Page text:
front panels and masks.jpg

After the lauhala was up, I mounted my lighting under the bar top to illuminate the front and sides. This is one of the cheapo LED strips available everywhere, and has a handful of really nice slow-transition settings between colors. I will run the light strip from my old bar on the inside to give my shelves a subdued, but constant glow to make it easier to use the shelves in the dark. Plus, I hope it gives me a bit of a glow when I'm standing behind the bar.

03 light.jpg

Next up, I'll discuss bamboo.
Lol. Im glad its not always me. I managed to stuff a 17x3 foot roll of bamboo into a canopy above a bar. Once I got it up there, I let the natural bow take over and just left it as it was. It ended up looking great, but I had my doubts until the end. lol. Heres a link to what I did to hide 2x4s with bamboo. Dont know if you will see any ideas you could use, but check out all 5 parts. It was quite an adventure. Heres the one on bamboo. https://tikiforum.com/threads/the-howlie-hut-pt-3.131/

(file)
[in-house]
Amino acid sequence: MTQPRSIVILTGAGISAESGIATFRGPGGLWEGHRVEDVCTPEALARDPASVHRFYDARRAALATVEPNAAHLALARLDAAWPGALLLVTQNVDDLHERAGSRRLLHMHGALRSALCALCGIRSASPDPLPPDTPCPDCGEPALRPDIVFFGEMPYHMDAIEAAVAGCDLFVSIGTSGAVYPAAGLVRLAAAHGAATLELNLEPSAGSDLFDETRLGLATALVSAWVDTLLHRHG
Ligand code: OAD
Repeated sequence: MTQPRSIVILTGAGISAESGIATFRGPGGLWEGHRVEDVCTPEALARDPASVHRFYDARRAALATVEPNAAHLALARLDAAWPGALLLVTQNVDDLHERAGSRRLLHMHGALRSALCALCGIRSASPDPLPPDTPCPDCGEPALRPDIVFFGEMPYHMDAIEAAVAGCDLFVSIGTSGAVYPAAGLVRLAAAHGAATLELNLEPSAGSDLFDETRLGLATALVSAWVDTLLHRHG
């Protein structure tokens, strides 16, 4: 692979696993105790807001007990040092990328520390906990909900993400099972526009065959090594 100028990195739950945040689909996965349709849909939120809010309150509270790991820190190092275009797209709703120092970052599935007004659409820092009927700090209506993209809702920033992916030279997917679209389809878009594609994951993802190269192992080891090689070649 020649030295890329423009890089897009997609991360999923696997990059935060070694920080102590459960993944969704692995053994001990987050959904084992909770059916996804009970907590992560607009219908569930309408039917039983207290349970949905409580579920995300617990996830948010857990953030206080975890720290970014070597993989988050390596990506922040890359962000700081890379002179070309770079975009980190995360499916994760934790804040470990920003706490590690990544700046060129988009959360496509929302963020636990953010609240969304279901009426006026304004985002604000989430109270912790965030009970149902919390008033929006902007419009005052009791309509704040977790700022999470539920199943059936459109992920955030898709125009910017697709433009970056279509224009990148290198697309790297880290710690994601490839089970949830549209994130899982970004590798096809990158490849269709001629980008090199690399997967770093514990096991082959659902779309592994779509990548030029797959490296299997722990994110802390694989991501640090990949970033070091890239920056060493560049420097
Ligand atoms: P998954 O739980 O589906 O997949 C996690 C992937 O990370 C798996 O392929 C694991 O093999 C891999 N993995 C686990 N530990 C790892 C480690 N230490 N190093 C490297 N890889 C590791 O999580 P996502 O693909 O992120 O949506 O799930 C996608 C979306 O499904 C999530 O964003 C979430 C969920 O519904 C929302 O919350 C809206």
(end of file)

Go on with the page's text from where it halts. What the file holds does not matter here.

Yes! I scanned through your threads before I signed up here, but hadn't read through #3 and your rope discussion. Very, very impressive space you're building out. And I love the contrasting bamboo.

So, hot glue works well with the ropes?
Ive had no issues and it can get hot in my garage during the summer at times. I do know that the holding power of some hot melt can be compromised by excessive heat, like you would find in Arizona or Nevada desert. For light weight decorative purposes though, it seems to hold up well to warm temps. Ill update at the end of the summer. lol.
Onto the bamboo.

I used three roughly 1" diameter, 6' long bamboo poles which I batoned with my trusty golok. Now to cut to size... and probably make more experienced bamboo workers cringe. Well, my coping saw blades and miter box went AWOL and I was tired of driving to/from the hardware store. I also don't have a proper saw or work bench. But I have a deck overhang I can c-clamp lumber to, and I have a fine cutting handsaw, a pencil and ruler, a Dremel, and a lot of sandpaper... so full speed ahead with totally bubba-fied bamboo work!